The first step should be using a strategy to rapidly narrow down these possibilities. Consider the characteristics you’ve identified above. Look at industry groups or sub-groups first rather than individual companies. At a glance, does a particular industry group appear to match the characteristics that are important to you?
For example, let’s say you’ve decided that you want a franchise that will involve working normal business hours, that will have very few employees to manage and that will have a total investment of $100,000 or less. These criteria will cause you to eliminate many retail and food franchise industry segments due to issues with hours and employees. You can then further reduce the mix through looking at investment requirements.
If you don’t want to do this yourself, use a franchise consultant to assist you (many offer this service for free). The bottom line is that you need to find companies to investigate that appear to have what you are looking for. The alternative is wasting a lot of time and effort. Once you’ve identified some companies that look attractive on the surface, it’s time to learn more about them.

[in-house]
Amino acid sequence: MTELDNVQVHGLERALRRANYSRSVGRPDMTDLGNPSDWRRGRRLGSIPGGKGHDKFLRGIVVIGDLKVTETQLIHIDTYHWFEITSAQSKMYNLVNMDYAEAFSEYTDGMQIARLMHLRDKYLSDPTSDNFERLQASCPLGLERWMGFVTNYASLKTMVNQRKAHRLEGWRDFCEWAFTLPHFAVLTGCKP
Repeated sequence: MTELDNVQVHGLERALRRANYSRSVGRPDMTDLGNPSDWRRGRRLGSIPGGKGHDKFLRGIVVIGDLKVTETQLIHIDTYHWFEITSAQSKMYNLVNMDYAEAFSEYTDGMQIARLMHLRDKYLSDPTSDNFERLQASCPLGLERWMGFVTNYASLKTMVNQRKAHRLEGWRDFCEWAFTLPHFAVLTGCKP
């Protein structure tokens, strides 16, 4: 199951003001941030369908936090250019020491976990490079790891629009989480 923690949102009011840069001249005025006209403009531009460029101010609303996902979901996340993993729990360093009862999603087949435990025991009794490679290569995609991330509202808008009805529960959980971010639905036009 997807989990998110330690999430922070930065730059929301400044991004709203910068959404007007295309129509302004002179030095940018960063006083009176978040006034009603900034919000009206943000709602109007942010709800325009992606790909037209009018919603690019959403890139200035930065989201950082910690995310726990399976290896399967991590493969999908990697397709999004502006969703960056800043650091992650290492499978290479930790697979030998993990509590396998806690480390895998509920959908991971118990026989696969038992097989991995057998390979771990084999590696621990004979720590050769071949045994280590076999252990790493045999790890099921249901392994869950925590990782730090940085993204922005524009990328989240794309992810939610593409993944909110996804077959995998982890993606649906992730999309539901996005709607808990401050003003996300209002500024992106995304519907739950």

Step One – General Information
The franchisor will begin by providing you with overview information on the company (typically a brochure and video package). They will then ask you to provide them with additional information on you (by filling out a questionnaire) to determine if you have the general characteristics that they are looking for. Assuming that each party is still interested based on this information exchange, you will proceed to the next steps.
Step Two – Franchise Disclosure Document
This document, commonly referred to as the FDD, is the F. T. C. mandated disclosure document that gives you a wealth of information about the franchisor. The form and composition of the document is standard with any franchisor and must include information on a variety of topics of interest to you. The major subject areas include: